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Knee Arthroscopy

The most common surgical procedure in Orthopedic Surgery is arthroscopy of the knee. The operation is performed at a hospital or outpatient surgical center and usually takes 30-45 minutes. A thin camera is inserted into the knee through 2 or 3 incisions each ¼ inch long. Sterile saline fluid is "pumped" into the knee joint for a clear view inside the knee capsule. Small hand and motorized tools are used to cut off torn flaps of meniscus, smooth rough joint surfaces, and grasp/remove loose tissue. The patient is discharged to home an hour or two later the day of surgery. Patients typically take oral pain medications for less than a week, return to desk work in 2-4 days, and are usually fully recovered in 2-4 weeks (for simple arthroscopic procedures such as menisectomy, chondroplasty, loose body removal and lateral release). I do not typically have patients use crutches after simple arthroscopic procedures.


Patient outcomes vary, but can be predicted based on age and diagnosis. Generally, patients younger than 50 with only one problem (only a torn meniscus, only a loose body, only a small area of joint surface damage) tend to have a higher rate of successful surgical outcomes. Patients over 50 with more than one disease process (most common is torn meniscus with cartilage damage – also known as arthritis) have less predictable outcomes after knee arthroscopy.

 


Arthroscopy Menisectomy:

 

Surgical procedure to remove the torn portion of a meniscus and stop mechanical symptoms such as pain with pivoting or squatting, swelling, locking or catching. Medial meniscus tears are much more common than lateral meniscus tears.

 


Arthroscopic Meniscal Repair:

 

Instead of removing a portion of the torn meniscus, meniscal sutures or anchors are used to hold the tear in place to allow natural healing of the tear. The meniscus only has blood supply (and thus the ability to heal) in the peripheral 3 millimeters.

 


Arthroscopic Chondroplasty/Microfracture:

 

Chondroplasty refers to a technique in which an arthroscopy shaver blade is used to smooth the rough edges and remove the loose articular cartilage (joint surface) around a defect in the articular cartilage. Results are highly variable.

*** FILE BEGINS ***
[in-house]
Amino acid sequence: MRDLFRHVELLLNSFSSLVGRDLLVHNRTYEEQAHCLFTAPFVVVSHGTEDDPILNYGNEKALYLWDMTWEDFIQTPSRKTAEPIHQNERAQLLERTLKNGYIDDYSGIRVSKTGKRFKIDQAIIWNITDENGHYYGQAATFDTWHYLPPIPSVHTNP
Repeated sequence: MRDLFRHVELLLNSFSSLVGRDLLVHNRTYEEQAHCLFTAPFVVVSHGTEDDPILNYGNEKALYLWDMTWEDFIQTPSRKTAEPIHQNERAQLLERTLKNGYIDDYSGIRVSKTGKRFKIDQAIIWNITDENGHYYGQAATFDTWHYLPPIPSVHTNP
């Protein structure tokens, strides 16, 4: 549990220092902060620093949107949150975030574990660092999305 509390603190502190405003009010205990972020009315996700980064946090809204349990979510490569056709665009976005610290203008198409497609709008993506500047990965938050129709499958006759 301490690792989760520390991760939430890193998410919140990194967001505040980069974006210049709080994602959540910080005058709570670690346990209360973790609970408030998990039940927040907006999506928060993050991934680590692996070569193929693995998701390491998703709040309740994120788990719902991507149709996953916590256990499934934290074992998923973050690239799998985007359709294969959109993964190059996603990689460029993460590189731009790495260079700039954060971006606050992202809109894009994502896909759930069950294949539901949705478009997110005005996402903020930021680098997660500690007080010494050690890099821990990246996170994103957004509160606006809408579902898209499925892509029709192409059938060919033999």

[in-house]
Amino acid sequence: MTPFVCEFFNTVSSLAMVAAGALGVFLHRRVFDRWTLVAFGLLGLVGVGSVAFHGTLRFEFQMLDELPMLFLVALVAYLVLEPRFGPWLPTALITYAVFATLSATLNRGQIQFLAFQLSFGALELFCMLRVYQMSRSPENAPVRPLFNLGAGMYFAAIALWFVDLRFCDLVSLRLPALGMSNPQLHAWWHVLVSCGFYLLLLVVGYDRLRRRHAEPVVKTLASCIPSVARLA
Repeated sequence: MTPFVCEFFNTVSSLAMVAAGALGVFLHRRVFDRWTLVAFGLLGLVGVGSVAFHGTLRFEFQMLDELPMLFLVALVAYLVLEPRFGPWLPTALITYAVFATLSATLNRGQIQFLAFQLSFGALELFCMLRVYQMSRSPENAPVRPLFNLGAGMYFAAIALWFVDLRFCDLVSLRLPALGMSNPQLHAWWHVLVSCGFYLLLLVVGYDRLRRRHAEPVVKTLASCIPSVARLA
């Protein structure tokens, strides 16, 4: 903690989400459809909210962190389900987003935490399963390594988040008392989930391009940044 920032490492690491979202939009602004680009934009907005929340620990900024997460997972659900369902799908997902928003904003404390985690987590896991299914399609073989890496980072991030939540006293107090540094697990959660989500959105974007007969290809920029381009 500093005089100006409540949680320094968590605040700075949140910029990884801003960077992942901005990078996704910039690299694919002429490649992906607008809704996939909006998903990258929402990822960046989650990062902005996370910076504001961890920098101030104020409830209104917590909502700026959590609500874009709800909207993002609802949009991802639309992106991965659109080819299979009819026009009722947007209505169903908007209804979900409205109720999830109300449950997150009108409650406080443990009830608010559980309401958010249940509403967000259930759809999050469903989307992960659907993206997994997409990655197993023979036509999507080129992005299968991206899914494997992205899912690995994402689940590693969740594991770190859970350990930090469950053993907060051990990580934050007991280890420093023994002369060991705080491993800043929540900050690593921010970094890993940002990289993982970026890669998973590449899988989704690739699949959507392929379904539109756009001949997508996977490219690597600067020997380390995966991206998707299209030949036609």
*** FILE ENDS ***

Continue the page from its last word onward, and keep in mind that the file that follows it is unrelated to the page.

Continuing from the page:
Microfracture describes a technique in which the surgeon uses an ice pick-like tool to penetrate the bone surface just under the articular cartilage in a defect where articular cartilage has died and flaked off the underlying bone. The principle is based on the idea that the marrow element cells released by this "micro fracturing" will fill the joint surface defect and mature into tissue to replace the lost cells. This works best when the defect is less than 2 centimeters in diameter and the patient is less than 30 years of age. Special post op care is mandatory for a good outcome and return to sports can be many months.

 


Arthroscopic Lateral Release:

 

This is an arthroscopic treatment of patellar tracking abnormalities, specifically lateral patellofemoral compression syndrome, with or without associated patellar joint surface injury. The surgeon will use thermal or cautery to arthroscopically cut through the lateral retinaculum in order to release the tension on the tissue. In theory this will allow your patella to return to a normal position. Success is 50 %.

 


Arthroscopic Loose Body Removal:

 

Loose pieces of bone or articular cartilage or composite of both can break loose and float in the knee, causing symptoms of pain, locking and catching. Most commonly loose bodies are seen in older patients when bone spurs break off the margins of the knee joint. In younger patients loose bodies are the result of patellar (knee cap) dislocation, shear or direct blow injury, and osteochondritis dissecans. Arthroscopic loose body removal is a predictable and helpful procedure for patients. Recovery is usually quick.